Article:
In mid-September this year the LBPS Facebook Forum generated one of the most extended discussions ever; in more than ninety comments it veered through at least three major questions about the Dixon Manuscript; the topic we’re going to follow here began with the perennial question, what instrument was the manuscript intended for? That was only a beginning...

 Chris Ormston: I’ve long been of the opinion that the Dixon MS is a collection for an open-ended small pipe played using covered fingering. I don’t have an answer to the issue of the flattened seventh, but as a player of both BP and NSP I know on which it’s easier to articulate Dixon’s repertoire cleanly. There’s too much risk of crossover noises in this style of music for it to be BP music approached with modern BP fingering.
 Bill Wakefield: I agree, Chris, completely: What I think modern GHB and BP pipers have to do is change the way they think about certain notes which Dixon writes as what we call “melody notes” in contrast to “grace notes.” Strain 3 of Dixon’s Stool of Repentance has a perfect example of what I mean — and which is typical of what I think you’re talking about: the first quaver E of bar 2 effectively separates two consecutive low A’s, the final quaver of bar 1 and the second quaver in bar 2. The same thing happens in the same positions in bars 3 & 4 with the notes F and B. This is what I believe you mean by “risk of crossing noise” and it defeated me for a long time until I heard Jean’s recording of Black and Grey: Because if one simply articulates the E separating the two low As as one would articulate a E gracenote (as a modern piper would describe it) the problem is solved. And if the fingering system was in fact semi-closed, then in effect that’s what would have been done anyway — and one stays note-perfect faithful to Dixon’s prickings! . It’s still faithful to Dixon, it only changes the way one goes about it, approaches it — the way one thinks about the notes he’s written — at a time when, after all, there weren’t conventions for writing pipers’ gracenotes.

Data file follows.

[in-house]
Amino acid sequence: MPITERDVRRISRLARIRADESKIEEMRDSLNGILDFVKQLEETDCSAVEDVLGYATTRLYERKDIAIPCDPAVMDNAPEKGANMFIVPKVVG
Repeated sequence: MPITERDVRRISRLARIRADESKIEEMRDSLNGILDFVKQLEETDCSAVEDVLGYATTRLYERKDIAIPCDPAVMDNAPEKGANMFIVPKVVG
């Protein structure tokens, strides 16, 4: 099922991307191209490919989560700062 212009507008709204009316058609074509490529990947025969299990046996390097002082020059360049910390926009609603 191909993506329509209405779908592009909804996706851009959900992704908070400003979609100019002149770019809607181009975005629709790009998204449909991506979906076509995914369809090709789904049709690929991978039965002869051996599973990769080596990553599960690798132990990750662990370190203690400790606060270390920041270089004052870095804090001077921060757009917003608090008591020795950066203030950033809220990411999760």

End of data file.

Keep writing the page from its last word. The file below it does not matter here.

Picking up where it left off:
 Matt Seattle: Bill Wakefield, With respect, you have it upside down. In Stool of Repentance, Bars 1-2, Str 3, it's the Es which stand out and they are ON the beat. They need longer duration than the literal notation while the lower notes need shorter duration. None of these notes are 'grace notes' in GHB vocabulary (i.e. articulations in anyone else's vocabulary).
They are all melody notes - but some are more melodic than others. This is the big secret of Dixon.
 Bill Wakefield: Matt Seattle, I wouldn’t argue with you, Matt: I just can’t do it! Not at tempo... And so I have to find another way if I’m to do it at all... But I think I know what you mean when you say “some are more melodic than others.”. If I can keep a tempo doing this (and thinking of it in terms familiar to me) it seems preferable to losing it in a sort of amorphous string of notes which seems to be the result for me otherwise....

Another place I ran into this recently is strain 5 Hit Her Between the Legs: Again, I don’t see the problem with the beat falling on the low As in those runs of quavers — the top hand E between them serving to separate: But like say I can’t comment on what’s right or historical, only what I can and can’t do — and what therefore makes sense to me. if I play this way I keep to Dixon’s notes, but it makes rhythmic sense to me in giving a strong downbeat. If it’s not for dancing, then I can more easily expand the Es and make them work as downbeats — just not, like say, at tempo....which is why I think the suggestion I made long hand, strain 5, “Hit Her...”— if only as an adaptation, as Matt and Pete would seem to insist — and fair enough. ...GHB trained players seem to have a choice between 1) false fingering in order to stay true to Dixon’s dots or 2) adapt the rhythm/execution of Dixon to stay true to their GHB fingering.
 Pete Stewart: to do as Bill Wakefield has suggested abandons what is to my mind the core rhythm of these passages, that is, the pattern created by those E's, the x-3 1-3 1|-3 1-3 1| etc.; this is perfectly playable, (and almost inevitable) when using covered fingering on a smallpipe chanter - the low A’s get lost in the drone.
 Bill Wakefield: Pete Stewart : I don’t argue with anything you say, Pete — I can only say that to my modern-fingering fingers these situations don’t sit right — that’s why I agree there must have been a different fingering system! Many people know only modern fingering for these chanters — indeed have only such chanters as accommodate modern fingering. We have to think of another/other ways to make such strains work if we want to play them at all.
[ED; this discussion was ongoing last time I looked....]